A TEENAGER who ended up in hospital due to the severity of his asthma has now taken up speed skating – because of a breath test which "transformed his life".
Jack Bates was diagnosed with a rare form of the condition when he was eight years old and had to go to A&E, after years of unexplained chest infections and coughs.
The 13-year-old was referred to a specialist at the Derbyshire Children's Hospital, who tried a machine which checks the breath and gives a reading on how inflamed the airways are.
The Fractional exhaled Nitric Oxide (FeNO) tests were able to help doctors determine how often Jack, of Mayfield Road, Ashbourne, needs his inhaler.
As a result, he has been able to take up sports and now joins his brother, Harry, for sessions with Ashbourne's speed-skating club.
The tests have just been recommended for use within the NHS by the National Institute of Health and Care Excellence – but Derbyshire Children's Hospital said it had already been carrying them out for a number of years.
Jack's mum, Julie, 39, said: "He is a typical teenager and he thinks that, if he is feeling okay, he doesn't have to use his inhaler.
"Now he is 13, he is responsible for taking it – but we were finding he wasn't.
"When we went to see Dr Will Carroll at the hospital, he said he had this wonderful new machine which would show whether he was taking his medicine.
"He got me to breathe into it to show a normal reading and, when Jack did, his reading was very high. Jack was shocked – we all were.
"I think he didn't really understand why he had to keep taking his inhalers – but this showed him."
Julie said, because of his asthma, Jack thought he was no good at sport. She said: "He struggled to keep up but it was really his lungs that couldn't cope with sport.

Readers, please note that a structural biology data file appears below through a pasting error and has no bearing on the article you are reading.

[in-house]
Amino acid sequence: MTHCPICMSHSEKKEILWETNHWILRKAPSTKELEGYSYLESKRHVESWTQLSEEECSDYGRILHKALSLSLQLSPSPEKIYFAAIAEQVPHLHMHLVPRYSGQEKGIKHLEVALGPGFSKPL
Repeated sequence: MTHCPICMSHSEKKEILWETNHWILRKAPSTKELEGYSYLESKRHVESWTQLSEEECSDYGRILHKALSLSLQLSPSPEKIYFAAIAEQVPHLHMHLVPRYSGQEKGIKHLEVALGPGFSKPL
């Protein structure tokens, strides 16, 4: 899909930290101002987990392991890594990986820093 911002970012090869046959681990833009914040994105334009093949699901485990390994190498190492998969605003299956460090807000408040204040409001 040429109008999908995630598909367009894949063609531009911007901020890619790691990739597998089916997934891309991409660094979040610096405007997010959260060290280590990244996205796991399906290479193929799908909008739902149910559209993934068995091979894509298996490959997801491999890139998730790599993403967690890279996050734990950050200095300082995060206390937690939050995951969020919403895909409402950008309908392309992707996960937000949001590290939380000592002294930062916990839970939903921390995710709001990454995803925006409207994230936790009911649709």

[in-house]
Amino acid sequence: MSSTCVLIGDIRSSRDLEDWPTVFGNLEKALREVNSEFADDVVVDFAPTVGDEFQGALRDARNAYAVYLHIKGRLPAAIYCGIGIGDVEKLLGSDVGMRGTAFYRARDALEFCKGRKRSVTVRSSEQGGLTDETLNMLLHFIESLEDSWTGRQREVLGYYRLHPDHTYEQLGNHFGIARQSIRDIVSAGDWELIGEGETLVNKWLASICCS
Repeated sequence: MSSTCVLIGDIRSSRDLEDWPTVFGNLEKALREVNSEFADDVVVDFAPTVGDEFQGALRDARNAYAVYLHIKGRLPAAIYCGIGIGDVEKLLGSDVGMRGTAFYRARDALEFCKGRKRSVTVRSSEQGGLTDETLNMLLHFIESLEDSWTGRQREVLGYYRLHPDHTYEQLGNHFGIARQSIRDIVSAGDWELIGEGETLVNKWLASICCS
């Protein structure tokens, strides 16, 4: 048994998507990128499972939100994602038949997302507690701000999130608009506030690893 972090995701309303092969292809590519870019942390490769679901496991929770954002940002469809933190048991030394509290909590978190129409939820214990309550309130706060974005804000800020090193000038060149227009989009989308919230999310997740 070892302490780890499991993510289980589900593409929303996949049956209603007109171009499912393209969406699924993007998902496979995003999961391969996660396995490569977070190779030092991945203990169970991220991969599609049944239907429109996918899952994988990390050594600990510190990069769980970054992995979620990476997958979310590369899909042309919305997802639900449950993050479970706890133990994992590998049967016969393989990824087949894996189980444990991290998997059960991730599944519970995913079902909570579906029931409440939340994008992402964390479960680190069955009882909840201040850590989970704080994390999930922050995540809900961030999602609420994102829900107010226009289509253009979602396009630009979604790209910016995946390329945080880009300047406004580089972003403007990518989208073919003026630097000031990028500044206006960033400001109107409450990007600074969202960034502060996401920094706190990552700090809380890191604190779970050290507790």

"Now they can and he is gaining in confidence. He goes to speed skating with Harry and is enjoying it."
Jack was first diagnosed with asthma after Julie took him to the A&E department with a "nasty cough which just wouldn't budge".
She said his oxygen levels had became very low and it later turned out he had pneumonia.
Julie, husband Anthony, 51, and son Harry, nine, do not have asthma. Julie said: "Jack had a history of chest infections as a small child and was always given antibiotics but we never thought it could be asthma.
"When he had a cold, it would go onto his chest and he would have a nasty cough. But he was never wheezy. It was also heightened in summer with his hay fever.
"My sister and my husband's sister both have asthma, but not this type."
The breath test suggested by Dr Carroll measures FeNO. Patients with asthma have higher levels of this than other people.
Jack was given an incentive to use his inhaler – a trip to the shops. He agreed to focus on taking his medication every day to bring the reading down for his next appointment with Dr Carroll.
Julie said: "Jack understood he had a target to work to and he did it."
Jack's medication has now been tailored for him so he has two puffs on two inhalers each morning and night. He will return to see Dr Carroll every six months.
Dr Carroll, who has been carrying out the FeNO breath tests for about a year, said: "We have had to rely on charitable donations previously and I hope the NICE announcement will ensure funding is freed up for this important equipment."